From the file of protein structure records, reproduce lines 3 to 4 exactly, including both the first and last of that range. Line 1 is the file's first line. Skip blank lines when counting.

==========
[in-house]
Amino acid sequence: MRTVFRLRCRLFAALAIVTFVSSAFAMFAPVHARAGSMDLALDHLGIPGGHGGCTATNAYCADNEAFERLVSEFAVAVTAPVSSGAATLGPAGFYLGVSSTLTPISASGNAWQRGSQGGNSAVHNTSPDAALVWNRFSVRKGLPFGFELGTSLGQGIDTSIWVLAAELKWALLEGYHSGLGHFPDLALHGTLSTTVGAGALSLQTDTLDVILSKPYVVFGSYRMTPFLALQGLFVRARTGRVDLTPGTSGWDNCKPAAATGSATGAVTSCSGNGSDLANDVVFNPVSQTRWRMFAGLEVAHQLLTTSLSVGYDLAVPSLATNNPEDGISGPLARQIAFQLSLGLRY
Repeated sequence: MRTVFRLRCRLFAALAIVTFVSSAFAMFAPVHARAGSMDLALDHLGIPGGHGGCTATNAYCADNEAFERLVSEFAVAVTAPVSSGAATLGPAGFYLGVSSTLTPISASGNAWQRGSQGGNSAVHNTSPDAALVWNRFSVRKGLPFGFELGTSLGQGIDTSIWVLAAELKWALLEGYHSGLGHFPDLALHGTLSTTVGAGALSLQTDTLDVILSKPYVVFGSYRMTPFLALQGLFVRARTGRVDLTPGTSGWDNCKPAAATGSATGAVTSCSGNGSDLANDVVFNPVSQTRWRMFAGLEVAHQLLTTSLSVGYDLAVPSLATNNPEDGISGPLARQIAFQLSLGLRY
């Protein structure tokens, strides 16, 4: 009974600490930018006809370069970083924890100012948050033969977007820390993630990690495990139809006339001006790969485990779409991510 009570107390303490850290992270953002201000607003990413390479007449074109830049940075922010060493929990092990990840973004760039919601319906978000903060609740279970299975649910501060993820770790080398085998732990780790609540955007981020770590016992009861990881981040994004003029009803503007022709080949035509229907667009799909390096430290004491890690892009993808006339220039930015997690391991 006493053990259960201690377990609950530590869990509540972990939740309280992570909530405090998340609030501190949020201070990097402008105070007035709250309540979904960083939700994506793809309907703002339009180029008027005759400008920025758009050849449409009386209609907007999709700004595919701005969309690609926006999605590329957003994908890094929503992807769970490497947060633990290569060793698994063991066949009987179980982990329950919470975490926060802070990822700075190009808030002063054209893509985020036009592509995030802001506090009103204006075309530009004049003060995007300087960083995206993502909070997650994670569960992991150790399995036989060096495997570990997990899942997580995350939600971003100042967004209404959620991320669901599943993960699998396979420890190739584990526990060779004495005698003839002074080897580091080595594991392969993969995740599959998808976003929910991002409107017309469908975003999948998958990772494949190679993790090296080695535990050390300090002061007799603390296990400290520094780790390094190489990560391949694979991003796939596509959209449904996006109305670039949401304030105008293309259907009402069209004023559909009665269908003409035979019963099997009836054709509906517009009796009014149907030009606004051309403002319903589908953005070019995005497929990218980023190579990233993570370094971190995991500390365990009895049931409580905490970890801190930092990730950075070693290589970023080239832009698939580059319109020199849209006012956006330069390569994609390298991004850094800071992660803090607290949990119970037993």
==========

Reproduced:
Repeated sequence: MRTVFRLRCRLFAALAIVTFVSSAFAMFAPVHARAGSMDLALDHLGIPGGHGGCTATNAYCADNEAFERLVSEFAVAVTAPVSSGAATLGPAGFYLGVSSTLTPISASGNAWQRGSQGGNSAVHNTSPDAALVWNRFSVRKGLPFGFELGTSLGQGIDTSIWVLAAELKWALLEGYHSGLGHFPDLALHGTLSTTVGAGALSLQTDTLDVILSKPYVVFGSYRMTPFLALQGLFVRARTGRVDLTPGTSGWDNCKPAAATGSATGAVTSCSGNGSDLANDVVFNPVSQTRWRMFAGLEVAHQLLTTSLSVGYDLAVPSLATNNPEDGISGPLARQIAFQLSLGLRY
């Protein structure tokens, strides 16, 4: 009974600490930018006809370069970083924890100012948050033969977007820390993630990690495990139809006339001006790969485990779409991510 009570107390303490850290992270953002201000607003990413390479007449074109830049940075922010060493929990092990990840973004760039919601319906978000903060609740279970299975649910501060993820770790080398085998732990780790609540955007981020770590016992009861990881981040994004003029009803503007022709080949035509229907667009799909390096430290004491890690892009993808006339220039930015997690391991 006493053990259960201690377990609950530590869990509540972990939740309280992570909530405090998340609030501190949020201070990097402008105070007035709250309540979904960083939700994506793809309907703002339009180029008027005759400008920025758009050849449409009386209609907007999709700004595919701005969309690609926006999605590329957003994908890094929503992807769970490497947060633990290569060793698994063991066949009987179980982990329950919470975490926060802070990822700075190009808030002063054209893509985020036009592509995030802001506090009103204006075309530009004049003060995007300087960083995206993502909070997650994670569960992991150790399995036989060096495997570990997990899942997580995350939600971003100042967004209404959620991320669901599943993960699998396979420890190739584990526990060779004495005698003839002074080897580091080595594991392969993969995740599959998808976003929910991002409107017309469908975003999948998958990772494949190679993790090296080695535990050390300090002061007799603390296990400290520094780790390094190489990560391949694979991003796939596509959209449904996006109305670039949401304030105008293309259907009402069209004023559909009665269908003409035979019963099997009836054709509906517009009796009014149907030009606004051309403002319903589908953005070019995005497929990218980023190579990233993570370094971190995991500390365990009895049931409580905490970890801190930092990730950075070693290589970023080239832009698939580059319109020199849209006012956006330069390569994609390298991004850094800071992660803090607290949990119970037993």